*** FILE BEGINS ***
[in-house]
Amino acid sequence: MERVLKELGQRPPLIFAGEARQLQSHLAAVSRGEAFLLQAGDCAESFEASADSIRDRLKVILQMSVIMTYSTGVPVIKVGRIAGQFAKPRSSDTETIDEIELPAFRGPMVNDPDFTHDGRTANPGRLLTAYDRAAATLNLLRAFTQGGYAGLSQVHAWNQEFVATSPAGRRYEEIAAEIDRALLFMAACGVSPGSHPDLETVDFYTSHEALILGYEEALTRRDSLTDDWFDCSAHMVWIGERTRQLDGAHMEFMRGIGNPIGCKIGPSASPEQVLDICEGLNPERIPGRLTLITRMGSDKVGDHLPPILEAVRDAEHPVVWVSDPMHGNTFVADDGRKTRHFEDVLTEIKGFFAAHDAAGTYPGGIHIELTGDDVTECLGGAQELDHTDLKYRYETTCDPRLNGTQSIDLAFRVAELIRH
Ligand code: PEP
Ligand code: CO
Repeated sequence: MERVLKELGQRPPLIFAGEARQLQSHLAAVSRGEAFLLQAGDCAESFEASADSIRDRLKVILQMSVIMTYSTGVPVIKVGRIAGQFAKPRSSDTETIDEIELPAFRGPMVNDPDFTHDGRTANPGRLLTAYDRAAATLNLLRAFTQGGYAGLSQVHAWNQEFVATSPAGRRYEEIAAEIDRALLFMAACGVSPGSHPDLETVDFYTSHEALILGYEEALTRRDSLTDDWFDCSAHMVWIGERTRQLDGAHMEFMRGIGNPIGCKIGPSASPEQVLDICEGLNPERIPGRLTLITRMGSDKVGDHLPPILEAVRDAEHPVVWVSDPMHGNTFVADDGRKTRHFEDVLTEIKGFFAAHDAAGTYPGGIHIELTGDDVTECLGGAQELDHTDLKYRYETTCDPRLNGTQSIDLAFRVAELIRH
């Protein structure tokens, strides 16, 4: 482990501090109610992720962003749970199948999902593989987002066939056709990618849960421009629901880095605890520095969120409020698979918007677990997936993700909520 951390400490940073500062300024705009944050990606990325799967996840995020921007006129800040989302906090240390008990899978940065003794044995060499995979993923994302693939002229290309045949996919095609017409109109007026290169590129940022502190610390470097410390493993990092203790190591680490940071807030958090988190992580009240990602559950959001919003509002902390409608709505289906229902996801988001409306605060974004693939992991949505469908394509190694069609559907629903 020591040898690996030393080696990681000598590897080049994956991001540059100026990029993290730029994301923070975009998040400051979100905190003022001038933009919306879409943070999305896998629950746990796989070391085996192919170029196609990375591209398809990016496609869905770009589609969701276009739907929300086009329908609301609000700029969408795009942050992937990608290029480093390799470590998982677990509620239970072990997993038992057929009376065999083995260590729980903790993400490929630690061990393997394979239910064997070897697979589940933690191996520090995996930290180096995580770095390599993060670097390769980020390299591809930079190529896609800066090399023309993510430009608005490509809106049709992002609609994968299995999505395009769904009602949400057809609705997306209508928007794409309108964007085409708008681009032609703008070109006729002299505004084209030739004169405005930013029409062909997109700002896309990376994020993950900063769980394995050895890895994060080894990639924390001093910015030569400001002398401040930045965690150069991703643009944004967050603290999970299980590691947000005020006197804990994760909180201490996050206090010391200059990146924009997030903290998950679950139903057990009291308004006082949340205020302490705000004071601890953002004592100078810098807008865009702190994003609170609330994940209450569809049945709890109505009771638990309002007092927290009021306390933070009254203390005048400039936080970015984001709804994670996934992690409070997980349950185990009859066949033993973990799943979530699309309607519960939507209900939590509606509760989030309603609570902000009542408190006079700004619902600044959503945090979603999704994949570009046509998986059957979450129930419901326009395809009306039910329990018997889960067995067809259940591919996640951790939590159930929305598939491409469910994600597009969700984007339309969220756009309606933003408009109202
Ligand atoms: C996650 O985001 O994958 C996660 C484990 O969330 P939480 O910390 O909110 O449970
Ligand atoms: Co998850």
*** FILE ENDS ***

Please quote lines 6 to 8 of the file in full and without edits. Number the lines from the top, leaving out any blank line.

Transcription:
């Protein structure tokens, strides 16, 4: 482990501090109610992720962003749970199948999902593989987002066939056709990618849960421009629901880095605890520095969120409020698979918007677990997936993700909520 951390400490940073500062300024705009944050990606990325799967996840995020921007006129800040989302906090240390008990899978940065003794044995060499995979993923994302693939002229290309045949996919095609017409109109007026290169590129940022502190610390470097410390493993990092203790190591680490940071807030958090988190992580009240990602559950959001919003509002902390409608709505289906229902996801988001409306605060974004693939992991949505469908394509190694069609559907629903 020591040898690996030393080696990681000598590897080049994956991001540059100026990029993290730029994301923070975009998040400051979100905190003022001038933009919306879409943070999305896998629950746990796989070391085996192919170029196609990375591209398809990016496609869905770009589609969701276009739907929300086009329908609301609000700029969408795009942050992937990608290029480093390799470590998982677990509620239970072990997993038992057929009376065999083995260590729980903790993400490929630690061990393997394979239910064997070897697979589940933690191996520090995996930290180096995580770095390599993060670097390769980020390299591809930079190529896609800066090399023309993510430009608005490509809106049709992002609609994968299995999505395009769904009602949400057809609705997306209508928007794409309108964007085409708008681009032609703008070109006729002299505004084209030739004169405005930013029409062909997109700002896309990376994020993950900063769980394995050895890895994060080894990639924390001093910015030569400001002398401040930045965690150069991703643009944004967050603290999970299980590691947000005020006197804990994760909180201490996050206090010391200059990146924009997030903290998950679950139903057990009291308004006082949340205020302490705000004071601890953002004592100078810098807008865009702190994003609170609330994940209450569809049945709890109505009771638990309002007092927290009021306390933070009254203390005048400039936080970015984001709804994670996934992690409070997980349950185990009859066949033993973990799943979530699309309607519960939507209900939590509606509760989030309603609570902000009542408190006079700004619902600044959503945090979603999704994949570009046509998986059957979450129930419901326009395809009306039910329990018997889960067995067809259940591919996640951790939590159930929305598939491409469910994600597009969700984007339309969220756009309606933003408009109202
Ligand atoms: C996650 O985001 O994958 C996660 C484990 O969330 P939480 O910390 O909110 O449970
Ligand atoms: Co998850």